Buying appetite for U.S. imports in Brazil has shown an uptick as lubricant activity typically increases in May and June, supporting higher spot export price indications. Many buyers preferred to secure local supplies first as domestic prices had been lowered since the beginning of the year, and then resort to imports if needed, but local prices were heard to have been increased as well.

Group III availability has started to lengthen in the Americas, and this may have partly triggered Motiva’s posted price decrease on Group III grades. A South Korean producer completed a turnaround at its plant in South Korea last week and additional Middle East cargoes were expected to be arriving in the Americas because demand and prices in other regions were weaker. Domestic suppliers with the ability to adjust output levels have increased the production of Group III grades versus Group II, adding to the already plentiful supplies, despite increased demand for high-performance Group III base oils from the lubricants industry. Group III prices have started to look increasingly attractive for blenders with the ability to switch from Group II to Group III grades.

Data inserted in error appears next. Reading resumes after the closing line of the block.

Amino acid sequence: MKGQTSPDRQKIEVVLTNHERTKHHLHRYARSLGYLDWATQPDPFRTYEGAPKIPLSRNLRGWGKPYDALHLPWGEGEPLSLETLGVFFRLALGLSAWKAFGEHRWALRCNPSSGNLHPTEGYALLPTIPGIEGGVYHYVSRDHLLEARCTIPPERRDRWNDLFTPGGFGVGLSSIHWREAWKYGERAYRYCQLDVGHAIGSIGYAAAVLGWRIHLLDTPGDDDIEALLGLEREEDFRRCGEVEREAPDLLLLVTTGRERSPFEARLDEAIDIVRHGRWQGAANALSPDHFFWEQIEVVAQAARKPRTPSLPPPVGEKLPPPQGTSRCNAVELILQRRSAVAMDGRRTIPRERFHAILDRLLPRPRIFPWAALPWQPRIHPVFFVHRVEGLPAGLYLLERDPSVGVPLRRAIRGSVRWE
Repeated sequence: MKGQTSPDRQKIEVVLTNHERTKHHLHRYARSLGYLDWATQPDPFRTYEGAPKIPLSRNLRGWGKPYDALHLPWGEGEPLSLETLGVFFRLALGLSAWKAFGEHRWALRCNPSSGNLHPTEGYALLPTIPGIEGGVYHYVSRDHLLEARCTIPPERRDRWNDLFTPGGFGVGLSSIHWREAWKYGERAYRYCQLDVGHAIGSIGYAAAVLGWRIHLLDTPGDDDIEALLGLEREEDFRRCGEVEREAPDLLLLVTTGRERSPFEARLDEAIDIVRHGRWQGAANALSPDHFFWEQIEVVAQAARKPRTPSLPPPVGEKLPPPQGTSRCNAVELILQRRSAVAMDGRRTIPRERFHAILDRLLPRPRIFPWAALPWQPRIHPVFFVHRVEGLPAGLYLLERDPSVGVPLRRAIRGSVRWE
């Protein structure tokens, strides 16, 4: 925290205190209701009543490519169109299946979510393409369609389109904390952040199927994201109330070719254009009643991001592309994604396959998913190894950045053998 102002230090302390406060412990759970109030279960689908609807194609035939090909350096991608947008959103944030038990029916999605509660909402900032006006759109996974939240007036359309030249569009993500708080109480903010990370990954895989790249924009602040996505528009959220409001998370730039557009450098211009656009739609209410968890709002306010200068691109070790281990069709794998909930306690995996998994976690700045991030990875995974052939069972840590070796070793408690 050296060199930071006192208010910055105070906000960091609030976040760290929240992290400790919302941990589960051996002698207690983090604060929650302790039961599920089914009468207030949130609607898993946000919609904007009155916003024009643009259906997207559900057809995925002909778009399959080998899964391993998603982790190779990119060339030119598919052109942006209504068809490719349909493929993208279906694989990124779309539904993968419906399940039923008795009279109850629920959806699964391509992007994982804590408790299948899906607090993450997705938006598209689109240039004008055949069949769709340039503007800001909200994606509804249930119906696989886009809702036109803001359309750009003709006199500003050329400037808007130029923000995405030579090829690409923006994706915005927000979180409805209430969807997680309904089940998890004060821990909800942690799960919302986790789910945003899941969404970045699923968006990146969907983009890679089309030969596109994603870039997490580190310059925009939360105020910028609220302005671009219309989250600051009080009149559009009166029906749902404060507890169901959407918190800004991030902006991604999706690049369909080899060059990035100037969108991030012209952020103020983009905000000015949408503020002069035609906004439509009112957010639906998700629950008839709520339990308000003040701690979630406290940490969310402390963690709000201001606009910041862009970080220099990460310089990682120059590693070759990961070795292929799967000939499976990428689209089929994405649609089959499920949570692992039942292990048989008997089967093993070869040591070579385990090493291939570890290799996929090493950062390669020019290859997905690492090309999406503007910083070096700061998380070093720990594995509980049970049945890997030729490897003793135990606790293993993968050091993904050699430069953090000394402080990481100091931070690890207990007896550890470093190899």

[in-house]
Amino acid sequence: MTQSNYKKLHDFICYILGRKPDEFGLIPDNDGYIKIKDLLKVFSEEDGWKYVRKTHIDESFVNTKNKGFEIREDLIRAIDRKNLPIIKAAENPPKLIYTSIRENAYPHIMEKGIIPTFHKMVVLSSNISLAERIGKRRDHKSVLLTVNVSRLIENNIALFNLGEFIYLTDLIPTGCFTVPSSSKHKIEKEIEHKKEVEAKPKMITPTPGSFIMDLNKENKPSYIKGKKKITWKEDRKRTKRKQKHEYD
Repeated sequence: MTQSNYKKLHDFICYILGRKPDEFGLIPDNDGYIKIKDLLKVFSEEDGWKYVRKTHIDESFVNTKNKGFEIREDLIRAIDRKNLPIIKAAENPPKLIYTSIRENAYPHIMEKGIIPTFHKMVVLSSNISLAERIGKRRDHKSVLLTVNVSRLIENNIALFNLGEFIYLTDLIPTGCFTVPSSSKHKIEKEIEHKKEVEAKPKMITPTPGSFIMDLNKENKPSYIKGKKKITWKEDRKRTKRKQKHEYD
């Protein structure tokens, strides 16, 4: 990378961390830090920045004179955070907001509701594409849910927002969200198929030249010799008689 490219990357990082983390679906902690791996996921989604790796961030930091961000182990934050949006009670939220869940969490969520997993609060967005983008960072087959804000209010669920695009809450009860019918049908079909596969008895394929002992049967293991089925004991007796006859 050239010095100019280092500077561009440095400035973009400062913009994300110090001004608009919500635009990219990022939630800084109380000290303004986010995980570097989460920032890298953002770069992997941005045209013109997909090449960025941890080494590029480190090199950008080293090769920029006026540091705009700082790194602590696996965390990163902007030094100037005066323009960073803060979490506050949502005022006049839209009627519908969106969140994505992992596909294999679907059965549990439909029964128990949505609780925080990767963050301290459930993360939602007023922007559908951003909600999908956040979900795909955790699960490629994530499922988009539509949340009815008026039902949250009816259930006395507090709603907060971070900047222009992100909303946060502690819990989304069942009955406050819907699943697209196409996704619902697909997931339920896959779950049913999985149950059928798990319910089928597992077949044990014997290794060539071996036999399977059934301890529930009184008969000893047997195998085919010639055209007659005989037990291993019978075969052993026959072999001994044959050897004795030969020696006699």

Rerefined products were also heard to be making great strides in terms of conquering market share, and additional rerefined capacity was expected to come on stream in the second half of the year.

Group III spot prices were therefore exposed to downward pressure, with spot indications for the 4 cSt edging down by about 15 cents/gal from the previous week given ample availability of this grade, and prices for all grades hovering at three-year lows. “The margins for Group III base oils keep going down,” a supplier noted. Producers’ margins were squeezed because production costs have risen on the back of steeper crude oil prices and freight rates following transportation disruptions in the Suez Canal and Panama Canal in recent months, while spot prices were under pressure due to a supply and demand imbalance.